This is a new Breadth Unit approved by DVC Learning and Teaching
The challenge of ensuring adequate food production and equitable access to food for a diverse human population in the 21st century is crucial and profoundly complex. This unit helps you contribute to meeting this challenge. The interdisciplinary skills and knowledge developed in the unit are relevant to all citizens and professions.
You will work with fellow students and lecturers from many different disciplines to critically explore the many facets of global food security. You consider environmental, technical, economic, cultural, political and moral questions. You develop your capacity for: integrating diverse forms of information, evaluating diverse arguments and advocating positive responses to diverse audiences. You tackle vitally important problems, such as those related to hunger, obesity, resources, poverty, population, justice and sustainability. You participate in constructive debates on controversial topics such as diets, biofuels, biotechnology, and capitalism.
On-campus students in Hobart will engage in tutorials and a 2-hour Friday Forum each week. Distance students will have access to recordings of Forums as well as a wide range of other on-line materials, as well as participating in on-line tutorials.
Assessment is 100% internal (i.e., no exam) and enables you to actively engage with ideas and issues, reflect on your learning and learn collaboratively.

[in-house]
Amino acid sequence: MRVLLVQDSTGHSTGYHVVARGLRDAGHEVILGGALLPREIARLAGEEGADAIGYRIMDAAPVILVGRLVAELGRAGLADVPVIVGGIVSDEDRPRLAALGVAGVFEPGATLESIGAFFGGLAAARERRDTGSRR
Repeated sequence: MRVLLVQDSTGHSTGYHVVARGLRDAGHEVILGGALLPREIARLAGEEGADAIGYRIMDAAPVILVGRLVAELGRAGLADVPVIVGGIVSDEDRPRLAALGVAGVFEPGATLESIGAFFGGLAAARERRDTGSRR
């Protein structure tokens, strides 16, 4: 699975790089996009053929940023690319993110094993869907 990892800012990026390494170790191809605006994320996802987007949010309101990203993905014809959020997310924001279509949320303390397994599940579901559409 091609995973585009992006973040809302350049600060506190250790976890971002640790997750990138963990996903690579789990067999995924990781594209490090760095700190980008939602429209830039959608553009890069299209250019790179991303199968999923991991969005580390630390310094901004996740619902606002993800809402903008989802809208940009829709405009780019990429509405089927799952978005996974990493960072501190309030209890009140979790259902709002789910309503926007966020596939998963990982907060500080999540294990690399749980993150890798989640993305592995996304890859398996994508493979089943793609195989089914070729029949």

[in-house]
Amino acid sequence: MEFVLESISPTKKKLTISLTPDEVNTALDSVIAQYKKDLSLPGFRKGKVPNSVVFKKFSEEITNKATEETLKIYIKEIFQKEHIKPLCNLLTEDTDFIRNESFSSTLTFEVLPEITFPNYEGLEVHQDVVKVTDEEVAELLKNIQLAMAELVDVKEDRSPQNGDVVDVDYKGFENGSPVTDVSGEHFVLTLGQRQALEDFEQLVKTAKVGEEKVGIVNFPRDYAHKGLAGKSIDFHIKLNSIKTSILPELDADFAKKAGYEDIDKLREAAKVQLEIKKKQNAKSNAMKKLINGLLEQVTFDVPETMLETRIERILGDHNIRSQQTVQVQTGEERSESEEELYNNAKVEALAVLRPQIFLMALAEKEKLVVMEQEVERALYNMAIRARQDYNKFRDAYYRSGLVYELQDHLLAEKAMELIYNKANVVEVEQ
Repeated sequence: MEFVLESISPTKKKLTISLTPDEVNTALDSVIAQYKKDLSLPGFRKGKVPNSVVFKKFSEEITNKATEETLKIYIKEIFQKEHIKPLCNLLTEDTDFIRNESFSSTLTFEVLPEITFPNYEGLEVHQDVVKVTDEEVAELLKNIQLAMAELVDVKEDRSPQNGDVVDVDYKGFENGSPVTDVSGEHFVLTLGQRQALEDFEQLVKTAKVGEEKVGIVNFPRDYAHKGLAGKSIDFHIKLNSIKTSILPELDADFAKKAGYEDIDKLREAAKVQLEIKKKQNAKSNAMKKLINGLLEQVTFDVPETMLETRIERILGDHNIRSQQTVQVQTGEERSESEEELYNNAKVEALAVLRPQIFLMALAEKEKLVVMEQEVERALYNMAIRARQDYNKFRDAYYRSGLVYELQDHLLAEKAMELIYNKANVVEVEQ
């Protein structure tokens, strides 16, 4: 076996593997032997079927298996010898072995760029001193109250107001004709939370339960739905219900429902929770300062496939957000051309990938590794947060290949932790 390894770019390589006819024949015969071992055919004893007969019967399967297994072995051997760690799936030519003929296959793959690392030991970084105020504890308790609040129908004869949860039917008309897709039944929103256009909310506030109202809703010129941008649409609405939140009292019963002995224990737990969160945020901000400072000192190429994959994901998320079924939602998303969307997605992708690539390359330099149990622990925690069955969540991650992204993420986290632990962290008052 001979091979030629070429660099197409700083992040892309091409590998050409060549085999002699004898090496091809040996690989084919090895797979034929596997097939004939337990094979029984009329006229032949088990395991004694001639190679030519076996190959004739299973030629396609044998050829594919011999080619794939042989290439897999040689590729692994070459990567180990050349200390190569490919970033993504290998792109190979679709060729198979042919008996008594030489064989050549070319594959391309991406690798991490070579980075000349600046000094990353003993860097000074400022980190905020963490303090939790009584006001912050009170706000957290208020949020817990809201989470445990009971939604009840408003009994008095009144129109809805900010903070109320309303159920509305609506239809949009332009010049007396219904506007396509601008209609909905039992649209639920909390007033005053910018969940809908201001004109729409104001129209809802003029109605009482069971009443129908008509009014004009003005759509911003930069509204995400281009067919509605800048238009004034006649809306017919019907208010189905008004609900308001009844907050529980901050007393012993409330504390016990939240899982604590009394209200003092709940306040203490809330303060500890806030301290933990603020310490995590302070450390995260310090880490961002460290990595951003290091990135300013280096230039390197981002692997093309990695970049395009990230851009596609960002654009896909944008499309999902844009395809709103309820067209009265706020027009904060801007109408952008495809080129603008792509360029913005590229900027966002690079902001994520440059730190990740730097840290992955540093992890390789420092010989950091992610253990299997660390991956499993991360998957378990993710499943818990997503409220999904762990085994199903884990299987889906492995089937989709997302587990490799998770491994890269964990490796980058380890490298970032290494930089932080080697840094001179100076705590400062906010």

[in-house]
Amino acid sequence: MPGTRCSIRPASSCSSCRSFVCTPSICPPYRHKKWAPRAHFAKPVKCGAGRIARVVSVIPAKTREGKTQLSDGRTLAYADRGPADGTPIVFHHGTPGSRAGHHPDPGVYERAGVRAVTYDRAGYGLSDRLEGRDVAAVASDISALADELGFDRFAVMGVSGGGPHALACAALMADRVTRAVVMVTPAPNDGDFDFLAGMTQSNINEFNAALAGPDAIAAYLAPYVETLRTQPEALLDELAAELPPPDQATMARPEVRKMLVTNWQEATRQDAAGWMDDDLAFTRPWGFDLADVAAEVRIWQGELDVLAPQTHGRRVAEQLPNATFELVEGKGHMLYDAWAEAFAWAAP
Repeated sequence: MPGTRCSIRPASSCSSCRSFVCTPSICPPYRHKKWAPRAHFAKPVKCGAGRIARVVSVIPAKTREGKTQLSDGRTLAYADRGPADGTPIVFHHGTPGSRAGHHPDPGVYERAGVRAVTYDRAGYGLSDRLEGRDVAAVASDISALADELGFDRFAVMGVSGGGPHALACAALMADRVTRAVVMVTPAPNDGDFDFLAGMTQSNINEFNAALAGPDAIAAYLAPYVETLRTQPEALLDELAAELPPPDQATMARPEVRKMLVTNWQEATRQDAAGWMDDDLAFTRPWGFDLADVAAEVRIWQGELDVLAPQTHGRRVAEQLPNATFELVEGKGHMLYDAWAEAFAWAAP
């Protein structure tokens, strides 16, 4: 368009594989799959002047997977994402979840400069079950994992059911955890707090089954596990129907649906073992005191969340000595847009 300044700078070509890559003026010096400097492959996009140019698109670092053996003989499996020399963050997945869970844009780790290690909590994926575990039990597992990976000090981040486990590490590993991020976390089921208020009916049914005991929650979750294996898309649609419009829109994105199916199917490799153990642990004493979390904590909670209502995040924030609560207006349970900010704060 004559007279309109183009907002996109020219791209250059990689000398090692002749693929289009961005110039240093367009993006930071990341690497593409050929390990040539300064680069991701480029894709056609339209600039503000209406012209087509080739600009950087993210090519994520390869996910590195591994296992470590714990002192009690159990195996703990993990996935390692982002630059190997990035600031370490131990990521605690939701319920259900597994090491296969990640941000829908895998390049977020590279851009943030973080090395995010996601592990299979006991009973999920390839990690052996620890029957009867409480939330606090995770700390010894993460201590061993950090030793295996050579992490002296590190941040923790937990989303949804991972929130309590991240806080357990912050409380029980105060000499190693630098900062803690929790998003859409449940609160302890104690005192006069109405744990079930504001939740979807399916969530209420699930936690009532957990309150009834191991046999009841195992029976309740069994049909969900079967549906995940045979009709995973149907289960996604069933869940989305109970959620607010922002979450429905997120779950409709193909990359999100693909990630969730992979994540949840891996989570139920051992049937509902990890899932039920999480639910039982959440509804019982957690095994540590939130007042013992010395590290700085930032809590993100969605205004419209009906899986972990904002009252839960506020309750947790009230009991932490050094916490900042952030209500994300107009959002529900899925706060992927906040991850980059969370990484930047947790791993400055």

|Unit name||Global Food Security|
|Faculty/School||College of Sciences and Engineering
Tasmanian Institute of Agriculture
|Discipline||Health Sciences|Agriculture and Food Systems|Geography and Spatial Sciences|
Richard Doyle and Aidan Davison
Richard Doyle, Aidan Davison and Kamal Singh
|Available as student elective?||Yes|
|Location||Study period||Attendance options||Available to|
|Hobart||Semester 1||On-Campus||Off-Campus||International International International||Domestic Domestic Domestic|
- International students
- Domestic students
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Units are offered in attending mode unless otherwise indicated (that is attendance is required at the campus identified). A unit identified as offered by distance, that is there is no requirement for attendance, is identified with a nominal enrolment campus. A unit offered to both attending students and by distance from the same campus is identified as having both modes of study.
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|Study Period||Start date||Census date||WW date||End date|
* The Final WW Date is the final date from which you can withdraw from the unit without academic penalty, however you will still incur a financial liability (see withdrawal dates explained for more information).
|Field of Education||Commencing Student Contribution 1||Grandfathered Student Contribution 1||Approved Pathway Course Student Contribution 2||Domestic Full Fee|
1 Please refer here more information on student contribution amounts.
2 Information on eligibility and Approved Pathway courses can be found here
If you have any questions in relation to the fees, please contact UConnect or more information is available on StudyAssist.
Please note: international students should refer to this page to get an indicative course cost.
Critical Reading (20%), Engagement (15%), Action Plan (40%), Personal reflection (25%)
|Timetable||View the lecture timetable | View the full unit timetable|
Food Politics: What Everyone Needs to Know
A Paperback edition by Robert Paarlberg in English (24 Oct 2013)
|Links||Booktopia textbook finder|
The University reserves the right to amend or remove courses and unit availabilities, as appropriate.